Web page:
Giant African Land Snails are the ultimate pet to have at uni
If you’re a pet owner and have a beloved non-human family member, you’ll agree that leaving them behind for university is possibly the worst thing ever. But why miss the love from your precious, four legged friends when you can easily have different creatures to keep you company?
Switch to slime and adopt a giant African land snail, the ultimate pet to take care of whilst at your second home.
If you aren’t exactly sure what a giant African land snail is, it’s exactly what it sounds like. A giant snail. They grow from the tiniest and cutest little pebbles to up to beasts of about 20cm in length, depending on the species, and live from 3-5 years, (like your time at university) although some have lived ’til 10.
Your student finance just about covers your expenditures, and a student’s budget is not very flexible, even if you work part-time. Luckily finance isn’t a worry for a snail. They don’t need walking everyday so you can stick to your busy schedule. They aren’t liable to get run over and they aren’t in need of expensive vet care. They don’t need money spent on chew toys, spot-on flea repellent, or cat litter, and their food is basically your leftovers.
All you’ll need is a basic tank to house them, a soil block used for amphibious pets or reptiles, cuttlefish pieces, food, and the snails. Everything is easily accessible in pet shops or online, and it’s cheap! To set everything up it shouldn’t cost more than £15-20, including the slimey delights themselves. They eat leafy greens and non acidic fruits, but favour cucumber. They also need the cuttlefish pieces from pet shops for calcium for strong shell growth, which is about 50p a piece. Adding some decoration or shelter also helps them live well, and cleaning is easy too.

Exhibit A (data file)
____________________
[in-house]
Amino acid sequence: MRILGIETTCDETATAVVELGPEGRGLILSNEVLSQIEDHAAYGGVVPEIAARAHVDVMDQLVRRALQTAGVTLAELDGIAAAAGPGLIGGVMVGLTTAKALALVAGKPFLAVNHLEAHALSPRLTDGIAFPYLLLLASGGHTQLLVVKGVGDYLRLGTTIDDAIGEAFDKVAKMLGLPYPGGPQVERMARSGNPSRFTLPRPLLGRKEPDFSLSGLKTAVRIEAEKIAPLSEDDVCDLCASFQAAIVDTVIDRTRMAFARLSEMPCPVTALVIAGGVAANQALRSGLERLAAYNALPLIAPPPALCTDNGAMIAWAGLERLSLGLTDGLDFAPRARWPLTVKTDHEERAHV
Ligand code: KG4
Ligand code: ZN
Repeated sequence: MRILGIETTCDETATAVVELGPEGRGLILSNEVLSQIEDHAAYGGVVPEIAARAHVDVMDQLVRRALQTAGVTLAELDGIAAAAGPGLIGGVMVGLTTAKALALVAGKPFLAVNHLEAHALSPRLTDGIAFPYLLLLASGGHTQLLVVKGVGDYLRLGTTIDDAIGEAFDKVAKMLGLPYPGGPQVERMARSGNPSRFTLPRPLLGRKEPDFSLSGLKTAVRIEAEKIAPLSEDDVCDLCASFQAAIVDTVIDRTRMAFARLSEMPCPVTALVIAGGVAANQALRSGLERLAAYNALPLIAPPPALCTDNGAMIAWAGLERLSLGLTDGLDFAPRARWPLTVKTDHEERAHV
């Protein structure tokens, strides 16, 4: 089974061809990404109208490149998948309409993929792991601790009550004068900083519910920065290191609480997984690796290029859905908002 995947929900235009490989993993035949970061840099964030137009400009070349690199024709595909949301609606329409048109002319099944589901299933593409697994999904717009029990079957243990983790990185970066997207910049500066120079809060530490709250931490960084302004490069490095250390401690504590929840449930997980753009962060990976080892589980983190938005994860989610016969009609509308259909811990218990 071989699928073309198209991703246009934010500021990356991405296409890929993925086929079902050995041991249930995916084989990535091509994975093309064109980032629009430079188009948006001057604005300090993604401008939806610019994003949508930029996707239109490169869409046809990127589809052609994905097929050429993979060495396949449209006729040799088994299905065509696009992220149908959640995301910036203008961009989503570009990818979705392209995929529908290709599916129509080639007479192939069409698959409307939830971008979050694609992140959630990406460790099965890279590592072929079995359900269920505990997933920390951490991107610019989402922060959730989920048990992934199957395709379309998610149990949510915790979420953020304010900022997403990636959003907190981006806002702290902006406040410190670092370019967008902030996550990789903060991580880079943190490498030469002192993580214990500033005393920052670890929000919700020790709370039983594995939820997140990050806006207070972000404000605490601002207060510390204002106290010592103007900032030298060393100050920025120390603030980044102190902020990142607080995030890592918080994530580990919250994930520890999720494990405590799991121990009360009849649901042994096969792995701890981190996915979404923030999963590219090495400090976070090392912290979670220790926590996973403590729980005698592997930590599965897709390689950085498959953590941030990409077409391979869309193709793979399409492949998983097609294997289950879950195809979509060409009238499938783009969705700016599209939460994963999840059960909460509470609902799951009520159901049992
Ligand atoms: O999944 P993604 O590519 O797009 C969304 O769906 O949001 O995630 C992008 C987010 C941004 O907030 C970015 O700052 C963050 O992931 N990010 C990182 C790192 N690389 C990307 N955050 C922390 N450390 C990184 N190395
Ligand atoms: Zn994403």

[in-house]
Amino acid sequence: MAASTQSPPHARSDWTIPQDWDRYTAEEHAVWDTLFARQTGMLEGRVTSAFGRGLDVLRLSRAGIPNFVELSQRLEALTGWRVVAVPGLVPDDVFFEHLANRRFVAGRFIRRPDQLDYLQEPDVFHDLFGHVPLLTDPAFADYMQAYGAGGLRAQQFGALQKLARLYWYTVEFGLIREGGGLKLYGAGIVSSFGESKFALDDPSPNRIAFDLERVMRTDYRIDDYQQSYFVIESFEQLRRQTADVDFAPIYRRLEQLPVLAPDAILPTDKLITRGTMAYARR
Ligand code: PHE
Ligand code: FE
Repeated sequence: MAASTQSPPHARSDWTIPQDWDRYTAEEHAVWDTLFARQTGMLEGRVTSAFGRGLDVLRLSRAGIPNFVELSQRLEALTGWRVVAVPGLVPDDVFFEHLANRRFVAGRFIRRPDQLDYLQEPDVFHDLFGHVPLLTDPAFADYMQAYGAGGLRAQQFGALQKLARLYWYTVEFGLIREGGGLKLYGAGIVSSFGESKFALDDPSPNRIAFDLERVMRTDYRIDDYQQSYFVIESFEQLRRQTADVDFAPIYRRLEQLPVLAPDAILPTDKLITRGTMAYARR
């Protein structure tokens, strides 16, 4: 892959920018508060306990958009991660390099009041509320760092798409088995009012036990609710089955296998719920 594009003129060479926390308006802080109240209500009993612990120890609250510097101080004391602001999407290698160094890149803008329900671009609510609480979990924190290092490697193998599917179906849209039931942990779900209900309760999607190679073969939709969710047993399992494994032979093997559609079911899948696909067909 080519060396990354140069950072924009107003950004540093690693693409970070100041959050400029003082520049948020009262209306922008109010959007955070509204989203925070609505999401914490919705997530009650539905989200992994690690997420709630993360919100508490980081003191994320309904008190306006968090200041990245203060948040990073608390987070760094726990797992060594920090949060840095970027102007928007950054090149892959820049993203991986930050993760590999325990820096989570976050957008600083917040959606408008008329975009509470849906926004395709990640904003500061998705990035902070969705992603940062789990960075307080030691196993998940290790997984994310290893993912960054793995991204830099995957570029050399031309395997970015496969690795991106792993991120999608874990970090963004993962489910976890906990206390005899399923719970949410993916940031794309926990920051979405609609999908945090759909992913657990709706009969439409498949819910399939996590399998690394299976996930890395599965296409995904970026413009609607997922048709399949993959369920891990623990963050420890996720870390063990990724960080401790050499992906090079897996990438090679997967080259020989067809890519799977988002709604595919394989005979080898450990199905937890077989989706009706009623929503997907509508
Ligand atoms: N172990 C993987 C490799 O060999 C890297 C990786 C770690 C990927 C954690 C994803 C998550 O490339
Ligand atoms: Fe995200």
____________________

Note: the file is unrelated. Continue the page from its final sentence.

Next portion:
What’s easy to take care of, interesting to handle and won’t run away? That’s right, a giant snail or two. After a long day, interaction with a household pet can be stress relieving and can help you relax; but sadly you can’t keep cats, dogs, or other creatures in student accommodation. Keeping snails solves this issue, as they can easily be hidden during room inspections in a wardrobe, under the bed, or anywhere hidden but suitable for their health, too (e.g. Not in the oven or stuffed in a boiler cupboard, obviously).
When they get rather large, it can takesa bit of practice to be able to handle them well, but once you get used to it’s easier and more enjoyable. With damp and clean hands, holding them can be gross at first but it quickly becomes a mesmerising feeling as they slither across your palms, enjoying the warmth of your skin. Watching something so slow can be quite a calming experience.
Admittedly, one drawback to keeping them is that when they reach maturity, they have a tendency to lay many, many eggs. Even if you have just one snail, it could easily become hundreds as giant African land snails are both male, and female.
Having giant snails is quirky and unique. Unless they’re squeamish and not very curious, they can be entertaining to handle with chill house mates – the ones that won’t freak out and squish them. They can easily be a great pet for the whole house to cherish. Also, their pretty shells make for a good Instagram.
If you’re already thinking of what you would name your snails, maybe think it through properly first – a snail is for life, not just for Uni. One thing you have to remember is that they are still living things, and whether you like them or think that they’re gross, they still need a loving owner that will take good care of them.
If, after thinking it through, you would actually like to keep and responsibly take care of a giant African land snail or two, or if you have any questions email me at [email protected], as I have baby snails that will be large enough to pass on in around a month or two (which is plenty of time to think it through!).